Digicel debt investors demand 30% interest rate as $2bn refinancing looms
Value of $2bn of par-value bonds at Denis O’Brien telco falls by up to a third this year
Workers paint Digicel on a wall in Haiti. Photograph: Ken Cedeno/Digital/Corbis via Getty Images
Buyers of bonds that Denis O’Brien’s Digicel must redeem in two years’ time were demanding a record market interest rate of up to 30 per cent this week, amid mounting concerns over the company’s ability to refinance the debt in the near term.
The value of the $2 billion of par-value bonds has fallen by as much as a third so far this year to 66.3 cent on the dollar on Wednesday, sending the yield on the notes up to 30.2 per cent from 8.02 per cent in January.
However, the bonds rallied slightly on Thursday to 69.3 cent. The Irish Times reported last month that the teleco founded by Mr O’Brien in 2001, and which currently spans 32 emerging markets, plans to raise as much as $500 million from asset sales in the next nine months, as it races to lower its debt burden and win investor support to refinance the 2020 bonds.
Moody’s, one of the world’s leading debt ratings agencies, warned last month that it could downgrade Digicel’s credit rating if the company did not raise money to repay the bond debt within 12-18 months of the notes falling due in September 2020.
Digicel, which launched a massive restructuring plan last year to bolster earnings, disappointed investors in June by unveiling a weak set of financial results for the year to the end of March.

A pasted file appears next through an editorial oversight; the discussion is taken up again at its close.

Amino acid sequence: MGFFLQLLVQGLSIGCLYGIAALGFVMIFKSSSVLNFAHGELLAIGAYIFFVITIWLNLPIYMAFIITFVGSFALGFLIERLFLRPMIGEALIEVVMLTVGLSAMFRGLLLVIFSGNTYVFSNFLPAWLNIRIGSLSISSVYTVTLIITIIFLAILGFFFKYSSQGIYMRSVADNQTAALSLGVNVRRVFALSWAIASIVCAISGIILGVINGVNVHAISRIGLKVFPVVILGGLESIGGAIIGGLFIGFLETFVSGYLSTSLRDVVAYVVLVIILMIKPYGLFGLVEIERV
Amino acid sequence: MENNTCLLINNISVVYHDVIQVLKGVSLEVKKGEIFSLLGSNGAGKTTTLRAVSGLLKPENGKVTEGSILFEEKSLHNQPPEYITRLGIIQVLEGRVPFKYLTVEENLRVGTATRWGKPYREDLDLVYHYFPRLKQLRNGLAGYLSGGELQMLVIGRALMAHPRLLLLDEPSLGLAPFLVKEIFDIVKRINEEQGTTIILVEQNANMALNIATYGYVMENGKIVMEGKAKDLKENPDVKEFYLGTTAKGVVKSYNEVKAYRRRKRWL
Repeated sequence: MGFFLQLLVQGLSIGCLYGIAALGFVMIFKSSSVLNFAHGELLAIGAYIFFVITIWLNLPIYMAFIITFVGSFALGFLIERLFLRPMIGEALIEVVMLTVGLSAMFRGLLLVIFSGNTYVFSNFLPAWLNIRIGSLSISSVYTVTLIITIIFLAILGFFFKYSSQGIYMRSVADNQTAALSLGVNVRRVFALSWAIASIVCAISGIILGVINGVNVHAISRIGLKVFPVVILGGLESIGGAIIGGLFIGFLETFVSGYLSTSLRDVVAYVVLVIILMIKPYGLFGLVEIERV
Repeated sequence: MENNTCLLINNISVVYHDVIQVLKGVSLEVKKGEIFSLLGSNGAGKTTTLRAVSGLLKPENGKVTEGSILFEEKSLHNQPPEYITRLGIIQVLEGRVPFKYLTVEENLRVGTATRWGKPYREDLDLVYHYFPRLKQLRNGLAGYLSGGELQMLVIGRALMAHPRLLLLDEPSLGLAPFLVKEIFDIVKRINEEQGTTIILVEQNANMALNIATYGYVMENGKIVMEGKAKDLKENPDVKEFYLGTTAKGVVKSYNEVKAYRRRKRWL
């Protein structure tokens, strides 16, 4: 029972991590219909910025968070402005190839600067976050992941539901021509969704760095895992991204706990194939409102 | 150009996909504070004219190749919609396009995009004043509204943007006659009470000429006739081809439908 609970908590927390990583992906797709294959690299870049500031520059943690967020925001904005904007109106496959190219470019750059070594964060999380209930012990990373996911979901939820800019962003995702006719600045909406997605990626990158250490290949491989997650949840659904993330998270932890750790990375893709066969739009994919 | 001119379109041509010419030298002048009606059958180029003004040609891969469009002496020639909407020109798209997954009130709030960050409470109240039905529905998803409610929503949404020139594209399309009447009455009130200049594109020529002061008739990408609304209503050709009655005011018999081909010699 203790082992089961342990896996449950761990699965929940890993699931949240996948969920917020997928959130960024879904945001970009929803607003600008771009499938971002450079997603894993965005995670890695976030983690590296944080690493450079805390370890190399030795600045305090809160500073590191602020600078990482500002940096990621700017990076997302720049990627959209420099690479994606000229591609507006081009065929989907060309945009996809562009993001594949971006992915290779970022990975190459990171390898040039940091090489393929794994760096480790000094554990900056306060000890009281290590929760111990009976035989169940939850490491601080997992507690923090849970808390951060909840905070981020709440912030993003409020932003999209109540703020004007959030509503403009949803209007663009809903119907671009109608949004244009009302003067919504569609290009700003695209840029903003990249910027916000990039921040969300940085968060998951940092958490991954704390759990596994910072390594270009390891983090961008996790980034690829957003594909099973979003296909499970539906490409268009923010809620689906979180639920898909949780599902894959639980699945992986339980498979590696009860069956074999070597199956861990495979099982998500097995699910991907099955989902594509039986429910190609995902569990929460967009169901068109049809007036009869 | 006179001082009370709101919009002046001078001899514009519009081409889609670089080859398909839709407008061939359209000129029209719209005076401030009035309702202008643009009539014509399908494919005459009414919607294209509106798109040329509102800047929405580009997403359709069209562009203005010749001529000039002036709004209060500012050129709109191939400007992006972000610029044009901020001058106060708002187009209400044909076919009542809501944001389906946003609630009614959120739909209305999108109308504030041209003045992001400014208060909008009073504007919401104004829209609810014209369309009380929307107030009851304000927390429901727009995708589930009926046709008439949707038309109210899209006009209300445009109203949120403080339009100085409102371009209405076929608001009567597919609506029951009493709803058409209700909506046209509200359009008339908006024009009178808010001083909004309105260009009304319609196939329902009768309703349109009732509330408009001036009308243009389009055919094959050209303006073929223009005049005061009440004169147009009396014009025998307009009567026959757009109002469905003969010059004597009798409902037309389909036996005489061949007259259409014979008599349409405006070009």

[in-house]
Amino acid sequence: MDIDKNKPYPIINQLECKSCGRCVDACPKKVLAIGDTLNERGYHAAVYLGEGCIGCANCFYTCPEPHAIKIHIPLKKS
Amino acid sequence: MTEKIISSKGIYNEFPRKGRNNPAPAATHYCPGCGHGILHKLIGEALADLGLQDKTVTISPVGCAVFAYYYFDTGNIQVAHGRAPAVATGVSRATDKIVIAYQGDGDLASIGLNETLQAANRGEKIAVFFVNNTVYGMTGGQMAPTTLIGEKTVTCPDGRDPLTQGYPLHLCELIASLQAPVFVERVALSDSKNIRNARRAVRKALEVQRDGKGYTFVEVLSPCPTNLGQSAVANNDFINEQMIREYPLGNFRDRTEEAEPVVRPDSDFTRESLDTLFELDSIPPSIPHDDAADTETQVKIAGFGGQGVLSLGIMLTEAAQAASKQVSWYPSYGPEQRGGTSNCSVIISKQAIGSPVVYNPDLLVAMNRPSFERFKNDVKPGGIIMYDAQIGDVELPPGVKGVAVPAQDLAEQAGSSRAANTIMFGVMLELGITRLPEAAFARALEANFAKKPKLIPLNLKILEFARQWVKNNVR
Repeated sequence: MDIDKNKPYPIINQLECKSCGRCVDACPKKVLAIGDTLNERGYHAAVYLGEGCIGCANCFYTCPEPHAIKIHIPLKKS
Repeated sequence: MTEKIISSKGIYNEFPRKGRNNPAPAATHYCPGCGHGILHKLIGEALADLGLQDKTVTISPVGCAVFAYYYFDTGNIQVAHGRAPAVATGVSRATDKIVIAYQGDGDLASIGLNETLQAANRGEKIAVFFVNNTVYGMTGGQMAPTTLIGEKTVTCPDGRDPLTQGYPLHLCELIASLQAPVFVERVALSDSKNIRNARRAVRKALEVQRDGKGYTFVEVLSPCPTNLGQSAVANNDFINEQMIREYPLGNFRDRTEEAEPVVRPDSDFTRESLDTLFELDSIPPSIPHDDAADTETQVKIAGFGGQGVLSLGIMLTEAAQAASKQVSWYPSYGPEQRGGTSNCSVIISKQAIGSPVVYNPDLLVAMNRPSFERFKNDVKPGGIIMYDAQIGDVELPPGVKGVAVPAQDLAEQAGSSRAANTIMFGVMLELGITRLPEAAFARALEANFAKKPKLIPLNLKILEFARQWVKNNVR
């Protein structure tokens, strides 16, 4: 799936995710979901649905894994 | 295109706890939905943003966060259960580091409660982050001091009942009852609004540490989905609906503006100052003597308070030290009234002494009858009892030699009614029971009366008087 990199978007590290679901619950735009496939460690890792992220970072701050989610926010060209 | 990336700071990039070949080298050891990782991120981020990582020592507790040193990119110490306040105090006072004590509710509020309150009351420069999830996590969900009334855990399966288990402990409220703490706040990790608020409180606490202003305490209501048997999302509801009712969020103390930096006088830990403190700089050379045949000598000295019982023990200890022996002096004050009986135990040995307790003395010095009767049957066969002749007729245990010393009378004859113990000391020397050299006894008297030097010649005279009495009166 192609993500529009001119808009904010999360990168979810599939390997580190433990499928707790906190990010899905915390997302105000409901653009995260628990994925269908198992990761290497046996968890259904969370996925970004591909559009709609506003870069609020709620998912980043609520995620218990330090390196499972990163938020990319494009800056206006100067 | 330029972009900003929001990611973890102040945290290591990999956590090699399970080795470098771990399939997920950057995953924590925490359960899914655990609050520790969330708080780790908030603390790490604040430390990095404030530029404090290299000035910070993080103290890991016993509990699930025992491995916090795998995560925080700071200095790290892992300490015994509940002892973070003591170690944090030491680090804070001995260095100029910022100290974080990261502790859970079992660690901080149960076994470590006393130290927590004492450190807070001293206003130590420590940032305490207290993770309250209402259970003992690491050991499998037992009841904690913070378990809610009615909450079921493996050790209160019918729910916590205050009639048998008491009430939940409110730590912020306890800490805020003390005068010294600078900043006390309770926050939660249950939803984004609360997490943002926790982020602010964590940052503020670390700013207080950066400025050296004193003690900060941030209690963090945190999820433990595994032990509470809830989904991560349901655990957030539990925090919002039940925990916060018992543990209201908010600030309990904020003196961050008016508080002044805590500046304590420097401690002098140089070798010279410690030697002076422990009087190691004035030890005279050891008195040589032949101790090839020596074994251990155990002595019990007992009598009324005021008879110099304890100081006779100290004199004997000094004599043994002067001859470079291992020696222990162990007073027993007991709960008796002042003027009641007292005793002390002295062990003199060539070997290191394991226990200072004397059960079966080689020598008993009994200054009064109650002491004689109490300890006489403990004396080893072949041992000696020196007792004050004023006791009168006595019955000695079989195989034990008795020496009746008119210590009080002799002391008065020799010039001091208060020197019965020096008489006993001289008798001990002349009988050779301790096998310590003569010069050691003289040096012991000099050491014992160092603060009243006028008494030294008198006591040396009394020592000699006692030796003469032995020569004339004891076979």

The company has pitched to investors that it can reduce its net debt from 6.7-times earnings before interest, tax, depreciation and amortisation (ebitda) in March to 5.7 times.
“The company cannot refinance under current conditions and bond prices,” said a US-based credit analyst who follows Digicel’s $6.6 billion debt pile. “They need to sell more assets, show improved results – if only slightly better – and, by that, lower the yield on the 2020 bonds. It will take some time, but the company can improve the situation and place itself in a better position.”
A spokesman for Digicel said that the company remains “fully committed” to reaching its March 2019 debt-ratio target.
“Digicel has a very strong track record of refinancing comfortably ahead of bond maturities and it has no major maturities under two years,” he said.
Moody’s has said that while Digicel’s cash balance “remains adequate” for the next 12-18 months, it lowered its outlook on the company’s credit rating last month to “negative”, saying its “current weak financial profile is constraining the group’s refinancing options”.
Digicel had a cash balance of $155 million at the end of March as well as access to $54 million under a credit facility, according to Moody’s.
The company has told analysts it plans to complete the sale and leaseback of 450 wireless communications towers across the Caribbean by the end of September, and there is also mounting speculation that the group could sell its business in Panama.
The company may make more than $80 million for the towers, based on prices it is understood to have received for a similar deal earlier this year.
Mr O’Brien said in January that it may be the first half of 2019 before he looks again at trying to float Digicel on the stock market. The businessman pulled an initial public offering of the company in October 2015. The transaction would have raised up to $2 billion of equity.